It is truly astonishing that men who have read the New Testament should advance any thing of this kind; for the fallacy of such assertions must be apparent to every one who attentively considers the following Scriptures :-John i. 1, &c.; 2 Cor. viii. 9; Phil. ii. 6; Col. i. 16; Heb. i. 1, &c. ;—to which many others might be added.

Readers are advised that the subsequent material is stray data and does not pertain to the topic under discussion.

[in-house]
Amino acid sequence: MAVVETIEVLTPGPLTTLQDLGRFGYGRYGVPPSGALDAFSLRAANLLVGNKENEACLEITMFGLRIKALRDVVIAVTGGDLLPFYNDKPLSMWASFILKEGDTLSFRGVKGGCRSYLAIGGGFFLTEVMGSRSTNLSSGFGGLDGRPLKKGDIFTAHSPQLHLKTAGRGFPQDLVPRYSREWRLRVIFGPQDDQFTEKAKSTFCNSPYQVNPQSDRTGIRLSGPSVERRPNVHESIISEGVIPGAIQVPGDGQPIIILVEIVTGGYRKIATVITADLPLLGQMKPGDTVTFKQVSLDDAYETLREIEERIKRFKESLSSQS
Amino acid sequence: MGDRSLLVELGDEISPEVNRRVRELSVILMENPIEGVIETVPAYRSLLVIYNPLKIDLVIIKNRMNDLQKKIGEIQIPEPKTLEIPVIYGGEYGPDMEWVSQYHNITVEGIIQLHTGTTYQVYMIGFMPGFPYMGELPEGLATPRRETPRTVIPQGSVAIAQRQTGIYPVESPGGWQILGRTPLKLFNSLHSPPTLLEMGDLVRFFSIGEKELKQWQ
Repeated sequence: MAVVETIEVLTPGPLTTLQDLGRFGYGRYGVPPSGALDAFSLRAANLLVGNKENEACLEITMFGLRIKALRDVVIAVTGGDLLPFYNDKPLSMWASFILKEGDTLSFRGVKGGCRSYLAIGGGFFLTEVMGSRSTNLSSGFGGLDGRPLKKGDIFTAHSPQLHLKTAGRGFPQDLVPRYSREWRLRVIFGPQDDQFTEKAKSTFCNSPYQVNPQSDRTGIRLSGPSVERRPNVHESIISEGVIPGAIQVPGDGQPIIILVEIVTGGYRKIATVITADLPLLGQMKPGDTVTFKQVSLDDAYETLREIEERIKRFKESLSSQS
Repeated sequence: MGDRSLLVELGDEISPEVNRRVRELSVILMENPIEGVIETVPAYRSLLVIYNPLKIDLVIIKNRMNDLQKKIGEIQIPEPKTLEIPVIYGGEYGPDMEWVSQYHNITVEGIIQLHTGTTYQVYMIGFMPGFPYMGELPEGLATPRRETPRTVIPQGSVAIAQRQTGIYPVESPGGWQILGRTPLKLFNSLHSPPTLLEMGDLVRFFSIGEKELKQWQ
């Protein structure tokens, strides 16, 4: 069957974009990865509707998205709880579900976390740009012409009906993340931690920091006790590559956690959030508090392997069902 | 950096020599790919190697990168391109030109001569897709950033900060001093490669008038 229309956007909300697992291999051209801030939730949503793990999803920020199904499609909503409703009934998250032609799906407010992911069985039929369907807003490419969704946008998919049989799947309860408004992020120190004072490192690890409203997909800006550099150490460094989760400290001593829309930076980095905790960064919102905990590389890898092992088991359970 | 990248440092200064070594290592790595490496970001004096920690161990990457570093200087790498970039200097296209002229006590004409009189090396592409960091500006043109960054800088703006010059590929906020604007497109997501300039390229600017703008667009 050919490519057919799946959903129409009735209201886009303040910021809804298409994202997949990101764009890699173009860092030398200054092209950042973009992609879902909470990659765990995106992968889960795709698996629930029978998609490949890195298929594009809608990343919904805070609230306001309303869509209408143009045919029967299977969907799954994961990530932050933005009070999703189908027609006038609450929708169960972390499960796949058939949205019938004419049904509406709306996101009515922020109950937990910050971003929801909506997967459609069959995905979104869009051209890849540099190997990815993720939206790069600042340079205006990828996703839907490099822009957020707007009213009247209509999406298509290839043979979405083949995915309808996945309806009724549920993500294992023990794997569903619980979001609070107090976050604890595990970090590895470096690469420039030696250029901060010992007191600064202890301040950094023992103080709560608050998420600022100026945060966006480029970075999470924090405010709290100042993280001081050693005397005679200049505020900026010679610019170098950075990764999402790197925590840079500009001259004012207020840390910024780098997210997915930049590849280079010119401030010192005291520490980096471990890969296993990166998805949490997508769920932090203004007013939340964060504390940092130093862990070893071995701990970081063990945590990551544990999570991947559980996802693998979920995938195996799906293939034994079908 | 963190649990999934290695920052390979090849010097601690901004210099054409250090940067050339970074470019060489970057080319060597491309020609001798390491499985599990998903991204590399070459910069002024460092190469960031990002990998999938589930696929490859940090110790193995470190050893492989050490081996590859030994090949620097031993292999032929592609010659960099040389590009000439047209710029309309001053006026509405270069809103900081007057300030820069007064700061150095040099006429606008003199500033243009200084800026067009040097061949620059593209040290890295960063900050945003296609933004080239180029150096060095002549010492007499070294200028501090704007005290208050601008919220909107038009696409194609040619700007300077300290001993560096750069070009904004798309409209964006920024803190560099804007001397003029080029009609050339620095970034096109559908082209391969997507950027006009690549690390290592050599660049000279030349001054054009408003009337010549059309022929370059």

It is worthy of remark, that ST. PAUL was greatly afflicted because of the Jews' unbelief;—he had great heaviness and continual sorrow in his heart, on account of his brethren; and was ready to make any sacrifice, and to endure any temporal suffering, in order to effect their conversion. (Rom. ix. 1, &c.) He also well knew that they were greatly offended with CHRIST, for styling himself the Son of God, and appearing to claim divine honour. (John x. 33, &c.) For this they condemned him to death; (Matt. xxvi. 65, &c.; John xix. 7 ;) and yet the same Apostle spake frequently of Jesus in terms which could apply to GoD alone. In his Epistle to the Hebrews, the great doctrine of CHRIST'S Divinity forms the very frontispiece of the work, in order to render it the more conspicuous, and to fix the attention of his readers. Instead of declaring himself " PAUL, an Apostle of JESUS CHRIST," according to his general mode of addressing other churches, he begins with these sublime and striking expressions: "GOD, who at sundry times and in divers manners spake in time past unto the fathers by the Prophets, hath in these last days spoken unto us by his Son, whom he hath appointed heir of all things, by whom also he made the worlds," &c.-From what is here advanced, the following argument will arise: He by whom the worlds were made, must be the eternal God: but the worlds were made by the SON; therefore the Sox must be the eternal God.